Life Design Counseling With High School Students: A Narrative Approach


According to educational experts and career guidance, the market and global economic forces linked to a postmodern society have led to a crisis in career development models and practices. in such an uncertain changing context students face major challenges during their career development. The life design method was used in this study to increase student's engagement in their career development. Life Career Design is a constructivist and narrative model-based approach that is mainly advised to empower people and inspire them to participate in a process that has personal significance for them. Our career interventions consist of face-to-face interviews with 30 high school students. This study uses a qualitative method to offer in-depth details on this practice. The narratives of 30 participants were analyzed afterward using the content analysis technique by NVivo 11 software to better assess students' career development. The findings can help students improve their capacity to anticipate their career actions and design strategies appropriate for their goals and context. This study is a component of the efforts made by improving career interventions to better prepare future citizens for participation in a knowledge-based society.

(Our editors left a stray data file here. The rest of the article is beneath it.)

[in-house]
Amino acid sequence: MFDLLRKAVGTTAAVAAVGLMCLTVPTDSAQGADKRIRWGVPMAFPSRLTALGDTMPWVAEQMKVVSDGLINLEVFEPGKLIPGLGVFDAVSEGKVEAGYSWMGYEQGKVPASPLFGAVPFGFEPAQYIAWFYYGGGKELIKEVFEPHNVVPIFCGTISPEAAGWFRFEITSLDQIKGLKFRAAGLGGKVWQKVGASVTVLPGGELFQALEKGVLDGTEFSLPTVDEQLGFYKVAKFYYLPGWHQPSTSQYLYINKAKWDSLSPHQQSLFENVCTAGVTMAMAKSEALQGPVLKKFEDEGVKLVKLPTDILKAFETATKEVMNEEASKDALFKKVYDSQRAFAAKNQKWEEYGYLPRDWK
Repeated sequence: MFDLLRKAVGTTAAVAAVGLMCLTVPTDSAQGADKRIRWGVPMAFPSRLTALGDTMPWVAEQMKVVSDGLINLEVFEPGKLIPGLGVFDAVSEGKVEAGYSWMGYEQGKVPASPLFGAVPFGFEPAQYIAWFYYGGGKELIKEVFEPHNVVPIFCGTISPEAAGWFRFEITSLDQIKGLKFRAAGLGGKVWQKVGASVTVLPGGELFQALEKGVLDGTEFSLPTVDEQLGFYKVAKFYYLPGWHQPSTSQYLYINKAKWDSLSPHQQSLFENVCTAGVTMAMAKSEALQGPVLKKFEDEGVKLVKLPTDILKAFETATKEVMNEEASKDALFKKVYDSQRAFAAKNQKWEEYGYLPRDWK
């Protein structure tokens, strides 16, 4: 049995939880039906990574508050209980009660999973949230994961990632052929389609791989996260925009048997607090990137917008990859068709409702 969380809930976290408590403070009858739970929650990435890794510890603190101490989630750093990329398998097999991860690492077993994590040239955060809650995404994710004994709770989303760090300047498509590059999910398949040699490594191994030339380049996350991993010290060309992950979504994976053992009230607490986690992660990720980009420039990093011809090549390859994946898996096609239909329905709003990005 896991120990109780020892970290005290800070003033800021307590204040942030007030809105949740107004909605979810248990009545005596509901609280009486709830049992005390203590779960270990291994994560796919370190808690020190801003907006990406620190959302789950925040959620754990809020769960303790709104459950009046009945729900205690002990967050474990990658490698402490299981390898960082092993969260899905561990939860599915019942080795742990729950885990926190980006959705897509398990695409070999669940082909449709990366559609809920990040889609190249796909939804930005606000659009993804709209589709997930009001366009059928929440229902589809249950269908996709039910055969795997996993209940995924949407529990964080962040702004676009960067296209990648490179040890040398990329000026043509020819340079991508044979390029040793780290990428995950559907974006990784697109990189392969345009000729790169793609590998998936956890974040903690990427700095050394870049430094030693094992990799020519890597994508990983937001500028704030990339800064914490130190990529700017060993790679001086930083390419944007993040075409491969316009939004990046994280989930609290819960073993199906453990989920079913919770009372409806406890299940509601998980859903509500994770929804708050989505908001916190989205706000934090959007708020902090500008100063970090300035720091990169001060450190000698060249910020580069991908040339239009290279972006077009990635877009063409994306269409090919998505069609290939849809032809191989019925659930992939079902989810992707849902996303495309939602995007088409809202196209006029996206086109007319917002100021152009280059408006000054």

Author Information
Najia Amini, Hassan II University of Casablanca, Morocco
Youssef Sefri, Hassan II University of Casablanca, Morocco
Mohamed Radid, Hassan II University of Casablanca, Morocco

Paper Information
Conference: ACE2022
Stream: Counselling

This paper is part of the ACE2022 Conference Proceedings (View)
Full Paper
View / Download the full paper in a new tab/window

To cite this article:
Amini N., Sefri Y., & Radid M. (2023) Life Design Counseling With High School Students: A Narrative Approach ISSN: 2186-5892 The Asian Conference on Education 2022: Official Conference Proceedings
To link to this article:

Virtual Presentation

Comments & Feedback

Place a comment using your LinkedIn profile


Share on activity feed

Powered by WP LinkPress

Share this Research

Posted by James Alexander Gordon